If you think about yourself and look around today, I’m sure you can find more than one person with whom you would be unlikely to spend time if you were not united by the desire to be a follower of Jesus! This is a cause for celebration. No matter how imperfect our relationships, our unity is something which is truly God-given, inspired by Jesus, hinting at something of what God is like. Even as we celebrate, however, let’s not be complacent. We should take this as an opportunity to re-dedicate ourselves to being one body, united around a table with bread and wine, working together to live our lives as we believe God wishes us to lead them, and to share that conviction with others.

Of course the question of Christians being one stretches beyond this congregation. Once again, a measure of celebration is appropriate. We are part of our local Churches Together. We know, those of us who have long enough memories, that the situation of sharing and mutual recognition between denominations in this country has moved forward a lot in recent years. Perhaps our reduction in numbers has a part to play in this development: we are no longer so confident, and we cling together in our shared troubles. If that is true, perhaps God has taken an opportunity in these circumstances to remind us of the call to be one as Jesus and the Father are one.

Since Jesus chooses to be specific in his prayer let’s be specific in our celebration of improved relationships: celebrate when people from the churches gather to worship and learn together; celebrate when ministers from the different churches meet regularly to talk and share plans together; celebrate when, as recently, one local church can run a children’s club and seek input from the other churches, and we provide a valued worker for their event.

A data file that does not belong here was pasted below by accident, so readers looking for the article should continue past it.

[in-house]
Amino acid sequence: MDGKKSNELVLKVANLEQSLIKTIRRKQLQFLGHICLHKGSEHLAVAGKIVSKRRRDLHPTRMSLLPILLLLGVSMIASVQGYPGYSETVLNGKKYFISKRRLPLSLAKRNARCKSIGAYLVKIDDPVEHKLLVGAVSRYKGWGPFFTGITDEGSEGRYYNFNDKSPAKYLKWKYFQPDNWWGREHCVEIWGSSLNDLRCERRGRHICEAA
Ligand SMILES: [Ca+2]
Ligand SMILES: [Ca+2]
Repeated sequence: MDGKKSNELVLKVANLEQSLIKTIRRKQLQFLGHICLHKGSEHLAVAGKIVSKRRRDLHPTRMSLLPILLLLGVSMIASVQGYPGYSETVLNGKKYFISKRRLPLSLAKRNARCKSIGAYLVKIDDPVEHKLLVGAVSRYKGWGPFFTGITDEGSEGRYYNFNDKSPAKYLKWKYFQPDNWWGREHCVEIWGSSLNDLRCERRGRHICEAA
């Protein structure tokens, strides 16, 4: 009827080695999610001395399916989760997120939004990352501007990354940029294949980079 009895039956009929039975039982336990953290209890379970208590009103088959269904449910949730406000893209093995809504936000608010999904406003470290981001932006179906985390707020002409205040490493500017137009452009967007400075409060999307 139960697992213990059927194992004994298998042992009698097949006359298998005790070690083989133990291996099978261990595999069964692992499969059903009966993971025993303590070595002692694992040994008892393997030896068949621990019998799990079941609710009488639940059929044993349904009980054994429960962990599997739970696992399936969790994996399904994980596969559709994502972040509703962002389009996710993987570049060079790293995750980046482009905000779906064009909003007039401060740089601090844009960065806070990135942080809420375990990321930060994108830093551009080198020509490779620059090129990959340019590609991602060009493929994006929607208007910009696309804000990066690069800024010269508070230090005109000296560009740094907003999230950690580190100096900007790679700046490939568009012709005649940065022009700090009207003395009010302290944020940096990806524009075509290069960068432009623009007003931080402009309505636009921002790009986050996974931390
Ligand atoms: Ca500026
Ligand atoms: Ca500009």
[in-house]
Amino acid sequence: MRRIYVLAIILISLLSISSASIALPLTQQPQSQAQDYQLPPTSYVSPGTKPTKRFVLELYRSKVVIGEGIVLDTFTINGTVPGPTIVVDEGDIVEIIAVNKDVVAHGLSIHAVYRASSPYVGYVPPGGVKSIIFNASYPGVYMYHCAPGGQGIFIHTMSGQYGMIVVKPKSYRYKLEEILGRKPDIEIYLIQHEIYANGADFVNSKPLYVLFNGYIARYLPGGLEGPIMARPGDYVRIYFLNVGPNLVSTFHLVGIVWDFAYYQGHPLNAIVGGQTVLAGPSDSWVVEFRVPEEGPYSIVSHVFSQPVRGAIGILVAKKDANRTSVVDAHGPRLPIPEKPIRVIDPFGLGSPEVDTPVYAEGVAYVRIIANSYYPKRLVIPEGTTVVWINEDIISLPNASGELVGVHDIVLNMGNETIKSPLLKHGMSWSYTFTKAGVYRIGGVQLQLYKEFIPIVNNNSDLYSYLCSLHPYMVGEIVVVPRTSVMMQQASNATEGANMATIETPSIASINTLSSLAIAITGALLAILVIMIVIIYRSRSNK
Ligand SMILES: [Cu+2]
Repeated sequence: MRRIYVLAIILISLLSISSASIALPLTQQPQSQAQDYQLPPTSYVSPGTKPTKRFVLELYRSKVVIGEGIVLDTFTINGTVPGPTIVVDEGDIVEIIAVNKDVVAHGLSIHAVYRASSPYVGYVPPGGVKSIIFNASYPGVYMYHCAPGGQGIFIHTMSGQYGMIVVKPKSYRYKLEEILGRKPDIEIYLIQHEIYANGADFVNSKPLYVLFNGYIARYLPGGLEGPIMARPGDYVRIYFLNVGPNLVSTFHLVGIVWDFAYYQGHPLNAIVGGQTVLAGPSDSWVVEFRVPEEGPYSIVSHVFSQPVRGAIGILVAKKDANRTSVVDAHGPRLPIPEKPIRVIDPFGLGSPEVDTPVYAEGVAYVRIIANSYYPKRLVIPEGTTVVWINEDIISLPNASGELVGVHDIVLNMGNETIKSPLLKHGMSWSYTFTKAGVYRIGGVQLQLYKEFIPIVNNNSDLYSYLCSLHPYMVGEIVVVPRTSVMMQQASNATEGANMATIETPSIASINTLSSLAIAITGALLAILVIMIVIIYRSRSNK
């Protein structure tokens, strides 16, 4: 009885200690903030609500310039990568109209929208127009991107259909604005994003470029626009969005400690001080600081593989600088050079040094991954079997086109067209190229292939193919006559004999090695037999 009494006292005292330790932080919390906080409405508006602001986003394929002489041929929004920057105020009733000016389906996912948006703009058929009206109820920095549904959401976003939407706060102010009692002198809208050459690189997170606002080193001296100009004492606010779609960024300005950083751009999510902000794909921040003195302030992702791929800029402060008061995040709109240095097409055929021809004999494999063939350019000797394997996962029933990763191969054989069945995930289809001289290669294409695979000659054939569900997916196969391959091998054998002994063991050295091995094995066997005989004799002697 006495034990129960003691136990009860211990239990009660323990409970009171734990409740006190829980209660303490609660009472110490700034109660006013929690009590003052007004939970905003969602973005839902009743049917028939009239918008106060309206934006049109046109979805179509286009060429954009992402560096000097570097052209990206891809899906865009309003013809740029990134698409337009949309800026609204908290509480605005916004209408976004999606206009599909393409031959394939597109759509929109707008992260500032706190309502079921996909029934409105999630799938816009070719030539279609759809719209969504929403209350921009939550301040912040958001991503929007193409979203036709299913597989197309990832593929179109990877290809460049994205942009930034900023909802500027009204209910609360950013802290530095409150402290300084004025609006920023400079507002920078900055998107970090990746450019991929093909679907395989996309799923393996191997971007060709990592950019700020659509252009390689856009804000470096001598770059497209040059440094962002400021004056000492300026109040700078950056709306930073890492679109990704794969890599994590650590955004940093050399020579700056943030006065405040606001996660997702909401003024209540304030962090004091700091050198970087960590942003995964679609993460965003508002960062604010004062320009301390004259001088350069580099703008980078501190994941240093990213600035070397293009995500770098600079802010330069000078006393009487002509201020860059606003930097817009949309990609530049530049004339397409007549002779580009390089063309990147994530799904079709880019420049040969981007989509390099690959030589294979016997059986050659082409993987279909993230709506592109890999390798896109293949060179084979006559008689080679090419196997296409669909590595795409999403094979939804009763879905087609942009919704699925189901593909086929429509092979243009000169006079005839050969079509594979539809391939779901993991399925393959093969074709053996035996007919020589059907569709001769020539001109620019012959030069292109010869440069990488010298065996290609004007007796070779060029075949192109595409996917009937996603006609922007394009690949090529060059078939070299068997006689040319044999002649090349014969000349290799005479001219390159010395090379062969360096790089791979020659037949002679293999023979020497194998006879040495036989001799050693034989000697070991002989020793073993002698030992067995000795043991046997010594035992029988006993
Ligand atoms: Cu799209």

Now, you don’t need me to tell you that it is not all plain sailing. The events we plan together with other churches do not always attract large numbers. Sometimes URC members are more noticeable by their absence than their presence. Not all churches are equally enthusiastic about ideas put forward by other churches. We all of us, Anglican, Catholic, Elim, URC also have our own individual agendas as congregations, which makes us reluctant to take on something new, especially if it means giving up something that we are already doing and with which we are comfortable. To be truthful, there are times we just can’t understand why they (whoever ‘they’ is on that particular occasion) want to do things in such a strange way, rather than in a normal fashion ,which just happens to be the way we do it here.

Jesus’s prayer challenges to us, both within the congregation and in our relationships with other congregations. These are challenges we must not duck. Unity between followers of Jesus reflects the unity that is found between Father and Son. To reflect or to be an image of God is to remind us of God’s will for all of humanity. No wonder this unity is the subject of Jesus’s prayer, specifically for his disciples, but in truth for the world: “I will remain in the world no longer, but they are still in the world … protect them … so that they may be one as we are one.” (17: 11)